Commuting from Belgium to Atlanta each day would be an impossible feat. But for these homeowners, capturing a little slice of the European countryside within Atlanta’s northern city limits came down to two things: hiring a design team capable of delivering just that and finding the perfect plot of land for their visions to take flight.
“We’ve always been drawn to the idea of the Belgian farmhouse,” reveals the wife, underscoring her affection for the style’s steep rooflines, light-as-air interiors and authentic materials in largely pale finishes. When, after three years of searching, she and her husband finally happened upon a dreamlike wooded site, they set about creating just such an Arcadian retreat. “We wanted a home that felt like it had always been there—a structure that’s timeless and would develop a beautiful patina over time. I didn’t want someone to drive by and get the sense it had been built in 2020,” she says.
Fortunately, the homeowners looked to Peter Block, an architect noted particularly for his manner of interpreting history and rooting residences to the land as if they’ve had generations to settle in. For the manor-like abode his clients requested, Block found inspiration in the celebrated vernacular of Belgian architect Bernard De Clerck, along with the work of two preeminent English architects of the Arts and Crafts era: C.F.A. Voysey and Sir Edwin Lutyens. “There’s a bit of the old in it, and there’s certainly a bit of the new,” Block says of the residence, which was built to his specifications by general contractor—and frequent collaborator—Shaba Derazi. Working with project manager Jim Basham, Derazi realized a series of spaces progressively more connected to the outdoors, including a loggia and spacious porch made more comprehensive thanks to sliding glass doors. From there, landscape architect Lucinda Bray’s considerate additions—limelight hydrangeas, roses, specimen maple trees and sweeping meadow grasses—help knit the new plantings to the native ones beyond.
Casting a magical scene that would instantly impart the charms of old-world Europe, Block turned to natural materials: among them, a cedar shake roof, wire-brushed European oak floors and limewash brick, which he notes is a “living” finish. “When you use good materials, they just get better over time,” explains Block, who teamed up with residential designer Richard Burgess and architect Bryan Busch on the project. “These materials age well. And they’re what make this house look like it could have been built 100 years ago.”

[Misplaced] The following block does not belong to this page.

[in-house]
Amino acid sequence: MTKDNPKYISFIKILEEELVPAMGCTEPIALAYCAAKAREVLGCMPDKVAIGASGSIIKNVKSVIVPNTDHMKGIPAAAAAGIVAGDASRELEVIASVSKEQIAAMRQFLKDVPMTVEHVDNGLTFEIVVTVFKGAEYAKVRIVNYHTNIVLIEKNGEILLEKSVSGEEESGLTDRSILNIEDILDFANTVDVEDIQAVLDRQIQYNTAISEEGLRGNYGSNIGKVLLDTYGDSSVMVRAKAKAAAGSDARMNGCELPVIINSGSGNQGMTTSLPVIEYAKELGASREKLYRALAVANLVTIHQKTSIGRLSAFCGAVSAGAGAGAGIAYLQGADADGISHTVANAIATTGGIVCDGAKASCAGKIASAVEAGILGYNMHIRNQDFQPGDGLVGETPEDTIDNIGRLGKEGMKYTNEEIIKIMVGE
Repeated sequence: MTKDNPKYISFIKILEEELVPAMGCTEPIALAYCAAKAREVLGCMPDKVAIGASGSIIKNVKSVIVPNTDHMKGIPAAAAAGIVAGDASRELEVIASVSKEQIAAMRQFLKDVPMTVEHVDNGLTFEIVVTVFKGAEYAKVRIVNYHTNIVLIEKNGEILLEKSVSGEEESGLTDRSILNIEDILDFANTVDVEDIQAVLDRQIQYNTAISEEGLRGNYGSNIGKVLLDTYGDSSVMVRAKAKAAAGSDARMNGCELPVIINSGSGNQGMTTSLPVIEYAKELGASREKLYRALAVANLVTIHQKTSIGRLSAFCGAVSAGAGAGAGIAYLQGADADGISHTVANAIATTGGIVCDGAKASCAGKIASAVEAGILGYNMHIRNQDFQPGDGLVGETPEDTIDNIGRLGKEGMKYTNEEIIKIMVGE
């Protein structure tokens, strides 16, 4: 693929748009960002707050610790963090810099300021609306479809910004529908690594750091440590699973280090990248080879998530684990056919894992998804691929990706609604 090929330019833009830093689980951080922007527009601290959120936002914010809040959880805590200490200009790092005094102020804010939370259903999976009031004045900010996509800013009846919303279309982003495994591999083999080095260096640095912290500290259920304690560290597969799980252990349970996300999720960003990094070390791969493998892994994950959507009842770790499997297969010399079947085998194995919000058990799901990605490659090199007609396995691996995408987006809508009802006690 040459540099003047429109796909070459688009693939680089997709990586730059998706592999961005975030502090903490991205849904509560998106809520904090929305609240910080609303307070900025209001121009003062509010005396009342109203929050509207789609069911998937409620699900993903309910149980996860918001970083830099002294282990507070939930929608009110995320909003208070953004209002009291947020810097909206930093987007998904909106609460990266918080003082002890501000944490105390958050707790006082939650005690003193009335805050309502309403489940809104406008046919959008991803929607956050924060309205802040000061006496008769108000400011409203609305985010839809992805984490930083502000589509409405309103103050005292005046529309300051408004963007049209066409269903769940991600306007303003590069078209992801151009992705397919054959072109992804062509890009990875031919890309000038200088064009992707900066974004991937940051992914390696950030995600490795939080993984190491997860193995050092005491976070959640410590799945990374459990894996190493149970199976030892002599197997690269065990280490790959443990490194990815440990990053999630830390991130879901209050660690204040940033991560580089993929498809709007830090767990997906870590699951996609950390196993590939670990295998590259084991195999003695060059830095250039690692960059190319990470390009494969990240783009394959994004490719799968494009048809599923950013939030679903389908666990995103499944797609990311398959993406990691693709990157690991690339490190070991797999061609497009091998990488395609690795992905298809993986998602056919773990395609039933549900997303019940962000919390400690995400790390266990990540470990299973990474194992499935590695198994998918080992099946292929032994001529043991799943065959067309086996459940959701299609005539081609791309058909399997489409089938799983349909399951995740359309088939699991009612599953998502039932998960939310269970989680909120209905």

One of the most impressive elements from Block’s arsenal was Marmorino plaster for the walls—hewn of crushed limestone, marble and lime putty, the combination was used in ancient Rome and Renaissance-era Venice. “The way the light hits them, they’re always changing. The finish has an amazing, warm texture to it,” the wife notes. Free-range light was indeed key for Block, who designed the residence so that a majority of its rooms feature windows on at least two sides. “You feel the light changing as the day passes, but the rooms don’t get dark,” he notes.
The couple enlisted designer—and textural wizard—Beth Webb to whip up interiors that could stand up to such architectural grandeur but also “be amazingly comfortable,” Webb says. Take the dining room, with its ring of plump slipcovered chairs ideal for a lingering dinner party. “If you’re going to put the effort into a dinner at home, you don’t want your guests feeling uncomfortable and wanting to get up after 30 minutes,” she notes. Even the spa-like soaking tub in the primary bathroom was carefully chosen for its cozy factor. “I always insist that my clients get in the tub and sit on the furniture before we purchase it,” Webb says, “because every body is different.”
The interior color palette is equally cosseting: an easygoing blend of creams (“solution-dyed acrylics that are so incredibly resilient, you can pour bleach directly on them,” Webb says); breezy, barefoot browns; and blacks that punctuate each room like an exclamation point. Here, Webb found an unlikely muse for the home’s hues in her clients’ inherited art collection, most of which comprises works produced by the wife’s late grandparents—he, a renowned artist; she, a printmaker. “It really inspired the design schematics of the entire house,” Webb says of the museum-worthy hoard, which includes commanding terra-cotta figures with an almost monasterial quality.
At the culmination of all of this, the couple enjoys a homestead where deer meander throughout the grounds and hawks whirr across the sky, and the property does make a convincing case for a medieval parcel on the pastoral outskirts of Brussels. Sums the wife, “We wanted a home that felt connected with the outside. And I think we achieved that exactly. As Peter would say, it ‘just kind of came out of the ground.’”